John had baptized Jesus. He had been puzzled as to why this should be necessary. He had said to Jesus, “I should be baptized by You.” But the Lord had said, “Let it be so now; for thus it is fitting for us to fulfill all righteousness” (Matt. 3:15). John realized that Jesus was undergoing a sinner’s baptism not for Himself, but for His people. He was deliberately taking upon Himself the responsibility for our evils. And as John saw the Spirit descending, it became clear to him that this Jesus was the One to whom he had been sent to bear witness. Jesus was the Lord whose way he was preparing; He was indeed the Son of God.

John knew, then, that Jesus was Israel’s long-awaited Savior. In Him all the promises were to be fulfilled. He was the king coming to reign and also the redeemer coming to give Himself for His own. Whoever would look toward Him with a believing heart would be freed from sin’s burden, forgiven, accepted, released. In this One whom God had provided was salvation, full and free.

Was John’s witness effective? Was he successful in focusing attention on Jesus, the Lamb of God? Yes. Listen to the record, beginning in verse 35:

The next day again John was standing with two of his disciples; and he looked at Jesus as he walked, and said, “Behold, the Lamb of God!” The two disciples heard him say this, and they followed Jesus.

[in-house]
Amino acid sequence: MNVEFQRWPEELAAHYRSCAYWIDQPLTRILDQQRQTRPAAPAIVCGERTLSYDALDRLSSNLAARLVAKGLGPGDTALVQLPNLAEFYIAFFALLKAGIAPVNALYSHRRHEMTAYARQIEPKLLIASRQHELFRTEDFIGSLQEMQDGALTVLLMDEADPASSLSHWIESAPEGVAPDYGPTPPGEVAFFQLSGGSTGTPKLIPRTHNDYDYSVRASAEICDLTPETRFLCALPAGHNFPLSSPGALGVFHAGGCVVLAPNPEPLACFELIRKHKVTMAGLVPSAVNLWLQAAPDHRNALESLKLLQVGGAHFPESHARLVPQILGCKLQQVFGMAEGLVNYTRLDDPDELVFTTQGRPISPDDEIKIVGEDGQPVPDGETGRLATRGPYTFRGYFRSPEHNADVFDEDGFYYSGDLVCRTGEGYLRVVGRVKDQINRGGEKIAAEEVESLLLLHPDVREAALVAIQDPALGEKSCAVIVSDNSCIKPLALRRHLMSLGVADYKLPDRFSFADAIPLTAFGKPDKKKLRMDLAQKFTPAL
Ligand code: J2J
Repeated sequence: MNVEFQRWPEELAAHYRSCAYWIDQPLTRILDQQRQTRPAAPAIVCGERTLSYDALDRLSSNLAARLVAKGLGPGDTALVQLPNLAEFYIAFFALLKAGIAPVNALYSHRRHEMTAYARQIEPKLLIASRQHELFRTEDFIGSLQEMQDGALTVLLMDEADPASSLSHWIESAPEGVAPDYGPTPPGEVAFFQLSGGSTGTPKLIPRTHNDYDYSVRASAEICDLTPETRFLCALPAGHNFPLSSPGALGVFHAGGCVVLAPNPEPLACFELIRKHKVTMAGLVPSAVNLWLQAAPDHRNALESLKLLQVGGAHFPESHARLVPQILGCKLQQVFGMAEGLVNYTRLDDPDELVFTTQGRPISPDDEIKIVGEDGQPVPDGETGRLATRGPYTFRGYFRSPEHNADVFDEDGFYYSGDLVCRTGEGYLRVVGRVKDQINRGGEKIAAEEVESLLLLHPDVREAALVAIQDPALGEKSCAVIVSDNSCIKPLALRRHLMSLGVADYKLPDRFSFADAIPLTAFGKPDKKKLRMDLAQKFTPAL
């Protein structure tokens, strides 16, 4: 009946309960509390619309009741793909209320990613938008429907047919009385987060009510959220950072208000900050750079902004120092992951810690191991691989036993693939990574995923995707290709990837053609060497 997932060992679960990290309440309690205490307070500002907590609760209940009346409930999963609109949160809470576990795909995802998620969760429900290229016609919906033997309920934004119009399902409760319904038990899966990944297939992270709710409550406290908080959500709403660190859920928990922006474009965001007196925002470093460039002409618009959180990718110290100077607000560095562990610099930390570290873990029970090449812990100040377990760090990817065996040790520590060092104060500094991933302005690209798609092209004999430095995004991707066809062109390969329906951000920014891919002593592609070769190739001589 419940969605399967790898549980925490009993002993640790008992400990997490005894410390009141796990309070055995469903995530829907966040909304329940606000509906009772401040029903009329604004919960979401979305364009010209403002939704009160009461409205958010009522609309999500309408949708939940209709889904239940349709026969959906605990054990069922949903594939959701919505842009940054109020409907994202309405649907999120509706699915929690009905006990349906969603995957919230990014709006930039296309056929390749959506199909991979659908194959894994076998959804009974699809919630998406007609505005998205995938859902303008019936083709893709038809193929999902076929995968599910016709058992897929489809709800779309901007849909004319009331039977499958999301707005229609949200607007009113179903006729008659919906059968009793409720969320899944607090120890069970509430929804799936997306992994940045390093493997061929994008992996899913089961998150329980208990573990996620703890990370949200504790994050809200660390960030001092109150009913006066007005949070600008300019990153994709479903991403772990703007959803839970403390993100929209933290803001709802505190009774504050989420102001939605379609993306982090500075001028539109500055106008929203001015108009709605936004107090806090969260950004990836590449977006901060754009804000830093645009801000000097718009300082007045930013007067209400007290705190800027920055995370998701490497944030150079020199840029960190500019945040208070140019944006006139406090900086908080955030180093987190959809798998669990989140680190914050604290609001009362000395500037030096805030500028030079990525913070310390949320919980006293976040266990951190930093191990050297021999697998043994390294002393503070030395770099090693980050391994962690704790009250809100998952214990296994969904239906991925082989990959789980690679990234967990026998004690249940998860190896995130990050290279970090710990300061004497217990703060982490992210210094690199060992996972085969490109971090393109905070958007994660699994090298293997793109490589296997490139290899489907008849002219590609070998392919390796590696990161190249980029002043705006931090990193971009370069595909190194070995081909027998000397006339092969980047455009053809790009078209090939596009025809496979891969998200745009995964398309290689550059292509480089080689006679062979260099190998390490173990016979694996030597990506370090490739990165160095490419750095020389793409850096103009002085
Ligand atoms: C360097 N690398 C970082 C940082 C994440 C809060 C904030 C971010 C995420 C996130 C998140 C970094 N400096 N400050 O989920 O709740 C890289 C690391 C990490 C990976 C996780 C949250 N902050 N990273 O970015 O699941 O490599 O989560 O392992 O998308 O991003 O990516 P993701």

They listened to John’s words. They looked in the direction he was pointing. They believed his witness that Jesus was God’s appointed Savior and they followed Him.

This was the success John was looking for. This meant that his mission had been accomplished. He could turn the attention of those who came to him toward Jesus, the One he represented. When John spoke, people looked toward the Lord and became His followers. It was later said about John that he did no miracles, no mighty works, but that everything he had said about Jesus was true.

That’s the worthiest ambition, it seems to me, a Christian witness, a preacher of the gospel, can possibly have. Heralds of Christ are not in the world to make a reputation for themselves. In fact, if people hear them and go away impressed with their abilities, their personalities, their brilliance, their charisma, the preachers have actually failed. They have diverted attention from the One whom they profess to serve. The Scotch theologian James Denney once said that “no man can at one and the same time give the impression that he is clever and that Jesus Christ is mighty to save.” Blessed are those who like John attach others not to themselves but to Christ. When they speak, others are led to follow Jesus.

The question for all of us is: Have we listened to John? Have we taken his advice? Have we focused our attention in life on Jesus Christ and seen Him as God’s Lamb, God’s appointed Savior?